Chrysler will add two large plug-in models by 2017, but not because it wants to
The only model that Fiat-Chrysler currently offers with an electrified powertrain is the low-volume Fiat 500e compliance car that the automaker clearly builds with reluctance. However, rising fuel efficiency standards will force even the most staunchly conventional automaker to eventually add an electrified model or two to compensate for the relative gas guzzlers that comprise the bulk of their vehicle sales.
The company’s five-year plan released on Tuesday revealed future plans for two large plug-in hybrid electric models, a minivan and a large crossover utility vehicle. The minivan will be a variant of the Town & Country and will arrive in 2016 while the full-sized CUV will be a new model offered with a plug-in option likely starting in 2017.
According to Chrysler president and CEO Al Gardner, the electrified minivan will achieve 75 MPG. This probably refers to the target MPGe rating for all-electric mode, which for a minivan would compare favorably with existing electric vehicles. Based on Chrysler’s previous iteration of plug-in hybrid development, anticipate all-electric range to be about 40 miles.
It is heartening to see Chrysler jump into the electric vehicle segment, especially with two models that aren’t small cars. The law of diminishing returns states that the benefits of improving fuel efficiency decline with smaller vehicles, so the most benefit from electrification comes with the largest and thirstiest vehicles such as minivans, large SUVs, and pickup trucks.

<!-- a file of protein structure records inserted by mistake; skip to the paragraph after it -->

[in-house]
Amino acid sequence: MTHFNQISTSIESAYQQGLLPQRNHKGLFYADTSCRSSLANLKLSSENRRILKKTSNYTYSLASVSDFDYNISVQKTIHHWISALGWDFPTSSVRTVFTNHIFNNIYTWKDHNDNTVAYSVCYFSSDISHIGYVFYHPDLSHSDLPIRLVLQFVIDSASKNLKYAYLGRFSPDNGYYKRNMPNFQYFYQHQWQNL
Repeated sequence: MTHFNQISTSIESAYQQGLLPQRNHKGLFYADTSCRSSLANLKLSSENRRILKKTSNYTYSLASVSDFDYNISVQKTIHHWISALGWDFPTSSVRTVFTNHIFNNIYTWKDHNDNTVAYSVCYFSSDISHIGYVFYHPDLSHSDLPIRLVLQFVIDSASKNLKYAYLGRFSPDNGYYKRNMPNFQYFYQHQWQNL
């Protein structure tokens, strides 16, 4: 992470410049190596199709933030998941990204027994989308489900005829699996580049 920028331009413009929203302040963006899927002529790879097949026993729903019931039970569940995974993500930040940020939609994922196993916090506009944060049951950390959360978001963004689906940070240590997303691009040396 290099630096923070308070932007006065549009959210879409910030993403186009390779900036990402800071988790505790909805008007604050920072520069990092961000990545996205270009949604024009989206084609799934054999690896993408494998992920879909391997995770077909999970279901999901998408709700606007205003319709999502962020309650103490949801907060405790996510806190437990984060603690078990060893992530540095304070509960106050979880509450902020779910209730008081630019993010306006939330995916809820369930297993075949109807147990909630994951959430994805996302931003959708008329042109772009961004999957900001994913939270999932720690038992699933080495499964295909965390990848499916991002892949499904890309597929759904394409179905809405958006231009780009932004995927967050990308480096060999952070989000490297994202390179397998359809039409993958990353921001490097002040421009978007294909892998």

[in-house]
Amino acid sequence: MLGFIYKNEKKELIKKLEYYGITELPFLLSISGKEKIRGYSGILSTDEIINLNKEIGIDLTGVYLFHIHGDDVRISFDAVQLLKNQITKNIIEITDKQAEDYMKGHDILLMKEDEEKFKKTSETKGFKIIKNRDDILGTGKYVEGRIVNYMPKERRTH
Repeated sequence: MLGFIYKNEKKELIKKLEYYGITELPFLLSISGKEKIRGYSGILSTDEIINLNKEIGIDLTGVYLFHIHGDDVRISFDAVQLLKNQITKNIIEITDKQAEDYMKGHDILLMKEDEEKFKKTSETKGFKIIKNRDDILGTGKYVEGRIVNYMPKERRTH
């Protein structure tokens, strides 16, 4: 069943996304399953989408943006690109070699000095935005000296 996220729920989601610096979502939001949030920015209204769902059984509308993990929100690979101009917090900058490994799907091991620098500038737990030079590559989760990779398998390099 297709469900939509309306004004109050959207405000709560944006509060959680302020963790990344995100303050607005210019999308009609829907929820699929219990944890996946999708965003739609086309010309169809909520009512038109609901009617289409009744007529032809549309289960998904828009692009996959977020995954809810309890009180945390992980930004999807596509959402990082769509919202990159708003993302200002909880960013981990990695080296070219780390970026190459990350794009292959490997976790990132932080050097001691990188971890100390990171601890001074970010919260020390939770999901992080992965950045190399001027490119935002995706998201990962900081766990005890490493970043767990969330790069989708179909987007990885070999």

However, it is still evident that Chrysler plans to produce these vehicles only because it has no choice. Chrysler global powertrain boss Bob Lee indicated that the purpose of the minivan is to comply with California zero-emission regulations, and expounded the view that “the [electric vehicle] market continues to be primarily driven by regulatory requirements” (via The Detroit News). Lee also denounced the upcoming hydrogen vehicles from Honda, Hyundai, and Toyota as not commercially viable.
Without any hybridized models to speak of, without faith in electric vehicles or hydrogen technology, what exactly is Fiat-Chrysler’s vision of the future? Most automakers have thrown their lot in with one or more alternative propulsion technologies: Nissan and Tesla have committed to battery electrics; BMW has invested significantly in both battery electrics and plug-in hybrids; Ford, GM, and VW Group are focused on plug-in hybrids; Honda and Hyundai believe in fuel cells; and Toyota/Lexus has committed to hybrids and fuel cells.
Then there is Fiat-Chrysler, which has adopted what amounts in practice to a “none-of-the-above” alternative propulsion strategy. It is clear that the proposed plug-in models are needed to boost the automaker’s fleet average fuel economy to reduce the fines they will undoubtedly be receiving from the federal government, barring a miraculous change in philosophy during the quest for the 54.5 MPG target by 2025 that Chrysler and its parent company are unlikely to achieve.
Fiat-Chrysler reacts to market forces, and it appears to have decided that because the market for electric vehicles is presently limited and it loses money on each compliance EV it makes, this will continue to be so for the foreseeable future. Despite the regulation-inspired future plug-in models recently announced, it seems as though the automaker cannot see very far.